Prosecutors: US network ready to aid spy ring

Attorney warns against releasing alleged spies on bail.

July 2, 2010 10:01
Artist's rendering of, from left, Patricia Mills,

Russian spies 311. (photo credit: AP)

A prosecutor warned that a powerful and sophisticated network of US-based Russian agents was eager to help defendants in an alleged spy ring flee the country on bail. US authorities also said one defendant confessed that he worked for Russia's intelligence service and others had large amounts of cash.

"There are a lot of Russian government officials in the United States who are actively assisting this conspiracy," Assistant U.S. Attorney Michael Farbiarz told US Magistrate Judge Ronald L. Ellis on Thursday as he argued that those arrested last weekend should remain held without bail.


If freed, Farbiarz warned, the defendants would certainly flee, using coconspirators in the United States to disappear and the tentacles of "one of the most sophisticated intelligence services in the world."

Farbiarz said the defendants have a "powerful sophisticated network they can call upon in the United States."

The prosecutor's claims were countered by lawyers for several defendants who said that their clients, accused of going undercover in American cities and suburbs, were harmless and should be released on bail.

"It's all hyperbole, your honor," attorney Donna Newman said on behalf of Richard Murphy.

She said Murphy was a stay-at-home-dad who did the chores while his wife Cynthia earned a good living.

Farbiarz said the couple was proof that the defendants carried out "deception and lies at a systematic level."

He said US agents had been surveilling them for years and yet "after all those years of listening, there is no inkling at all that their children who they live with have any idea their parents are Russian agents."

Ellis said the disappearance of Metsos after he was granted bail on the Mediterranean island did not affect his ruling. "I don't know what they do in Cyprus," the judge said.

Lazaro: Incriminating statements

Lawyers for Juan Lazaro asked to postpone his bail hearing just hours after prosecutors revealed in a letter to Ellis that Lazaro had made incriminating statements.

US authorities said in their court filing that Lazaro made a lengthy statement after his June 27 arrest in which he discussed some details of the operation, which prosecutors said involved Russian moles on a long-term mission to infiltrate American society.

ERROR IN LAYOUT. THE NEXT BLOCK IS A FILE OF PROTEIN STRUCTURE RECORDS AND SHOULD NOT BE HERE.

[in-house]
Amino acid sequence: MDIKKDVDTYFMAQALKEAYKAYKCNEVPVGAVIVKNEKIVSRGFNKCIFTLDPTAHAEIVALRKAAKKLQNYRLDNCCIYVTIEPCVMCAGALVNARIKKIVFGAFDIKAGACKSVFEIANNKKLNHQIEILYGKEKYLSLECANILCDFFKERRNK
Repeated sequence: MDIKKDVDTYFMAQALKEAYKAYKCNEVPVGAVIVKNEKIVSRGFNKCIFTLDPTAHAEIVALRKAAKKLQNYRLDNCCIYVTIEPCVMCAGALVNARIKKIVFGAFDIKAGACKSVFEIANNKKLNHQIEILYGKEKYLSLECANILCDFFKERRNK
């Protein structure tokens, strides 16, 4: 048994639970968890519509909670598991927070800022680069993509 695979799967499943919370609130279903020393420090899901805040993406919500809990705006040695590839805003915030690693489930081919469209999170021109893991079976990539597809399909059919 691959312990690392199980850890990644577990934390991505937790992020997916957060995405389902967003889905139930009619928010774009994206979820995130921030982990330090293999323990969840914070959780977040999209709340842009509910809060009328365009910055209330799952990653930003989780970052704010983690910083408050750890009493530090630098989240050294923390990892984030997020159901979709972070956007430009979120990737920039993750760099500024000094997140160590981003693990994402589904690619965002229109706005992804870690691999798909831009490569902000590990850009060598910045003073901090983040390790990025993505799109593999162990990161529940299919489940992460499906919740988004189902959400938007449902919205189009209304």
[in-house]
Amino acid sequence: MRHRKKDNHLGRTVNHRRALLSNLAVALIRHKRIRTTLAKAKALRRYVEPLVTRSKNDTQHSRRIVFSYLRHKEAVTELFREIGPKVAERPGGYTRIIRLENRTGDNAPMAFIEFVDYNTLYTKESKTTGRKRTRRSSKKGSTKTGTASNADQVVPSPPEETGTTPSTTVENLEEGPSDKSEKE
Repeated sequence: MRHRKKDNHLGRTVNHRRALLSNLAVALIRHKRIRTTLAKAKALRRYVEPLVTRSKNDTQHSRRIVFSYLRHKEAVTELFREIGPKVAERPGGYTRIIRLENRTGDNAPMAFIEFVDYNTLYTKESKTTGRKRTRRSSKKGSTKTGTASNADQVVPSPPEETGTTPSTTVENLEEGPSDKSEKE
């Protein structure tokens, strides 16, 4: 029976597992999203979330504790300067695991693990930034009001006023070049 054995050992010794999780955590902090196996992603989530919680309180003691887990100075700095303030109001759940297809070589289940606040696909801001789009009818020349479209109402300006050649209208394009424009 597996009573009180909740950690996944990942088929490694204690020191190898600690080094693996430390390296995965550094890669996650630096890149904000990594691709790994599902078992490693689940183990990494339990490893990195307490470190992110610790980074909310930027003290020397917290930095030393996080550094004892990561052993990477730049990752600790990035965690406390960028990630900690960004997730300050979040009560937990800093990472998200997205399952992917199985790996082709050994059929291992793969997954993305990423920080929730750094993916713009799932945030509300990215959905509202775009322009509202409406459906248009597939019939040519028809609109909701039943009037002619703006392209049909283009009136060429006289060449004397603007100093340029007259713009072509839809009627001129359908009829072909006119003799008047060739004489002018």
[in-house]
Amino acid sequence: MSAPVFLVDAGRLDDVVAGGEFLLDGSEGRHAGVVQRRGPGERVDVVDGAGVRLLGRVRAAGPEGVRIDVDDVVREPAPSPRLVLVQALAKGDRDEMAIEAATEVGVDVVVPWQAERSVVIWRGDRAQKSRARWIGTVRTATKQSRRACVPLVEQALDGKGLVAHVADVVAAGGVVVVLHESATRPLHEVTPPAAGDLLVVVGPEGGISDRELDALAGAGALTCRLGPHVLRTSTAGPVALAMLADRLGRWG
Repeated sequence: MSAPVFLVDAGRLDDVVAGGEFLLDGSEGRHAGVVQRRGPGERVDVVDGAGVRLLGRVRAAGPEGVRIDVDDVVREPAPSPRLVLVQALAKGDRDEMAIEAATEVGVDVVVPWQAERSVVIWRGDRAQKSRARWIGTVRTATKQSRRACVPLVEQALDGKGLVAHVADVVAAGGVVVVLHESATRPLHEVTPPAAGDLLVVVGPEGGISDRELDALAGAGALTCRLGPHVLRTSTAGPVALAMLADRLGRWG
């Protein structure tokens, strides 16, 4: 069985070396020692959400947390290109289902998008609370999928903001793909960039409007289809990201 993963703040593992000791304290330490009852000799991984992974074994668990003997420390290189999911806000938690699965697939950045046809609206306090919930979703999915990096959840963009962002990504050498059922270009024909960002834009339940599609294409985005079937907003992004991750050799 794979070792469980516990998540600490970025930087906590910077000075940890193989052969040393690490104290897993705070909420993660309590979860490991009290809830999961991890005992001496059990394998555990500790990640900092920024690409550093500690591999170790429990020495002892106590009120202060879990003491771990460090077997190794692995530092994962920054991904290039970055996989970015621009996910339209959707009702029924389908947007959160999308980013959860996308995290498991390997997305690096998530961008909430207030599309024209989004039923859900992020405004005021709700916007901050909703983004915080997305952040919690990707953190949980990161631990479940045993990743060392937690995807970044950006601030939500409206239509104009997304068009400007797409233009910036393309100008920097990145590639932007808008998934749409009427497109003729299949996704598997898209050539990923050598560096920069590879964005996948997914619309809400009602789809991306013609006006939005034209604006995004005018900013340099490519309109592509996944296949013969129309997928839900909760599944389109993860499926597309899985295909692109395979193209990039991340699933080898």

Among other things, prosecutors said, he admitted that Juan Lazaro was not his real name, that he wasn't born in Uruguay and wasn't a citizen of Peru, as he had long claimed, that his home in Yonkers, N.Y., had been paid for by Russian intelligence and that his wife, Pelaez, had passed letters to the "Service" on his behalf.

He also told investigators that even though he loved his son, "he would not violate his loyalty to the 'Service' even for his son," three assistant US attorneys wrote in a court memo. They added that Lazaro, who investigators claim spent at least part of his childhood in Siberia, also wouldn't reveal his true name.

Federal prosecutors said they had searched a safe-deposit box belonging to the Murphys this week and found eight unmarked envelopes each stuffed with $10,000.

Earlier in the day, the lawyer for another suspect, Donald Heathfield, told a judge the case against his client was "extremely thin."

"It essentially suggests that they successfully infiltrated neighborhoods, cocktail parties and the PTA," said his attorney, Peter Krupp.

A judge in a federal court in Boston gave Heathfield and his wife, Tracey Lee Ann Foley, of Cambridge, Mass., until July 16 to prepare for a bail hearing.

As they entered the court in handcuffs and leg shackles, the couple smiled at their sons, a teenager and a college student. The boys waved to their parents.

Not due in court Thursday was Anna Chapman, the alleged spy whose heavy presence on the Internet and New York party scene has made her a tabloid sensation. She was previously ordered held without bail.

There is evidence that at least some of the alleged agents had success cultivating contacts.

Clare Lopez, senior fellow at the Center for Security Policy and a former operations officer for the CIA, said the alleged plotters might have someday been able to produce valuable information, if left in place long enough.

"Their value is not just in acquiring classified information," she said. "There's a lot that goes on that's not simply stealing secrets and sending them back to Moscow."

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